The Dry Eye Zone

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Study: What's different about MGD

This study is no less welcome for having results that are kind of self-evident, i.e. if you've got MGD, your oil composition will be different. If it helps lead to a better diagnostic methodology that picks up on MGD, so much the better, though I still say, docs really oughtta get more hands-on teaching about the physical signs of lid margin disease in school.

Differences in meibomian fatty acid composition in patients with meibomian gland dysfunction and aqueous-deficient dry eye.
Joffre C, Souchier M, Grégoire S, Viau S, Bretillon L, Acar N, Bron AM, Creuzot-Garcher C.
Br J Ophthalmol. 2008 Jan;92(1):116-9

AIMS: To evaluate the differences in meibomian fatty acid composition in healthy subjects and in patients suffering from meibomian gland dysfunction or aqueous-deficient dry eye.
METHODS: We collected meibomian oil using a sterile Schirmer paper in healthy individuals (n = 20), dry eye patients (aqueous-deficient) (n = 32) and meibomian gland dysfunction (MGD) patients (n = 25) after gentle massage of the lid margin. Meibomian fatty acids were directly transmethylated and analysed using gas chromatography (GC) and GC mass spectrometry.
RESULTS: Meibomian fatty acids were similar in healthy individuals and in dry eye patients but were different in MGD patients, who showed significantly higher levels of branched-chain fatty acids (29.8% vs 20.2%) (p<0.0001) and lower levels of saturated fatty acids (9.3 vs 24.6%) (p<0.0001), in particular lower levels of palmitic (C16) and stearic (C18) acids.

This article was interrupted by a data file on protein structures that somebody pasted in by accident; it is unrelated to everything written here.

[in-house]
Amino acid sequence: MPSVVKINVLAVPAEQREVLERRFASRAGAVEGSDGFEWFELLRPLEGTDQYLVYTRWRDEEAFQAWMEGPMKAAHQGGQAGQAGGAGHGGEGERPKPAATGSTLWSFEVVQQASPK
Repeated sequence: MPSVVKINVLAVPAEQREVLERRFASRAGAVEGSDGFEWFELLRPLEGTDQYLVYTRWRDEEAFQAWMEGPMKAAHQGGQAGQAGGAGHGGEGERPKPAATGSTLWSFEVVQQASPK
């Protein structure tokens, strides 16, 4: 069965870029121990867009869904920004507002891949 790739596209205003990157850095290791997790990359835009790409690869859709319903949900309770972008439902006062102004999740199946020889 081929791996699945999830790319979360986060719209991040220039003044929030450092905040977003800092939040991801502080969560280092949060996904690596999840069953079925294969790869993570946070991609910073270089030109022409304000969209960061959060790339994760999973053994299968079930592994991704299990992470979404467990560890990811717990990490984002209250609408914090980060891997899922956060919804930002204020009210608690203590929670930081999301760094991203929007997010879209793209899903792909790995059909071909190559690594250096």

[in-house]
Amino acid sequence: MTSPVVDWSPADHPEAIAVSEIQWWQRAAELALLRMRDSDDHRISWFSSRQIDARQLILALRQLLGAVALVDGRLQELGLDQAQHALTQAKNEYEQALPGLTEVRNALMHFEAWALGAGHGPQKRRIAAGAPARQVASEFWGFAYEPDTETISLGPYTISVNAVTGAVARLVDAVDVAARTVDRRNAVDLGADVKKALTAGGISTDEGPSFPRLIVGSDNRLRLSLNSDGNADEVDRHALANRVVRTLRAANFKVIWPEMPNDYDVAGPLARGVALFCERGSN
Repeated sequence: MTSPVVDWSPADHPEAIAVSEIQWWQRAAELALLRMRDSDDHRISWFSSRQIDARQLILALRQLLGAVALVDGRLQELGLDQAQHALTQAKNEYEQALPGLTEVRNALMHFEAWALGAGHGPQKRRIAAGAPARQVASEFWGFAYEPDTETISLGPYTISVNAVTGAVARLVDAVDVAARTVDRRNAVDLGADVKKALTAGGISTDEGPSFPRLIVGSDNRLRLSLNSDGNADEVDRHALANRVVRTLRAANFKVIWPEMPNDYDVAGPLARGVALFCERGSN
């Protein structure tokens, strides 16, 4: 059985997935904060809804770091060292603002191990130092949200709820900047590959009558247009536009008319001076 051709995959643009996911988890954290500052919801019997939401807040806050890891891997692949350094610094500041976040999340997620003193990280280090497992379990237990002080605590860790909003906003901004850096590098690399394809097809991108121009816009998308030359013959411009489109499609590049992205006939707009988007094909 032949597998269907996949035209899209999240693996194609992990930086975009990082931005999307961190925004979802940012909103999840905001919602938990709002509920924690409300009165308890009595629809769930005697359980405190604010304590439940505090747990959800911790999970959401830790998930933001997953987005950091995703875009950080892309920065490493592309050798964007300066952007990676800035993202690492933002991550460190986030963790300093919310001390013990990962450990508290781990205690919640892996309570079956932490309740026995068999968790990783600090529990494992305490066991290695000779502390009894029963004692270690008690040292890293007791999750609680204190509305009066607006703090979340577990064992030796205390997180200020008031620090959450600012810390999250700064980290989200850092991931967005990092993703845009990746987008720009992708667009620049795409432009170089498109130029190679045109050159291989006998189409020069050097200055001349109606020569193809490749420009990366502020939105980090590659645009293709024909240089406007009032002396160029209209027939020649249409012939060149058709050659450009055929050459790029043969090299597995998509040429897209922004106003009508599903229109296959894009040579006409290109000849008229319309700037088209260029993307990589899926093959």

CONCLUSION: The increase in branched-chain fatty acids may reflect greater quantities of wax and cholesterol esters and triglycerides in meibomian gland excreta. Since wax and cholesterol esters are the main lipids of meibum, these differences may have physical consequences for tear-film lipid-layer fluidity and stability. Meibomian fatty acid composition and particularly the increase in branched chains could be a marker for meibomian gland dysfunction.
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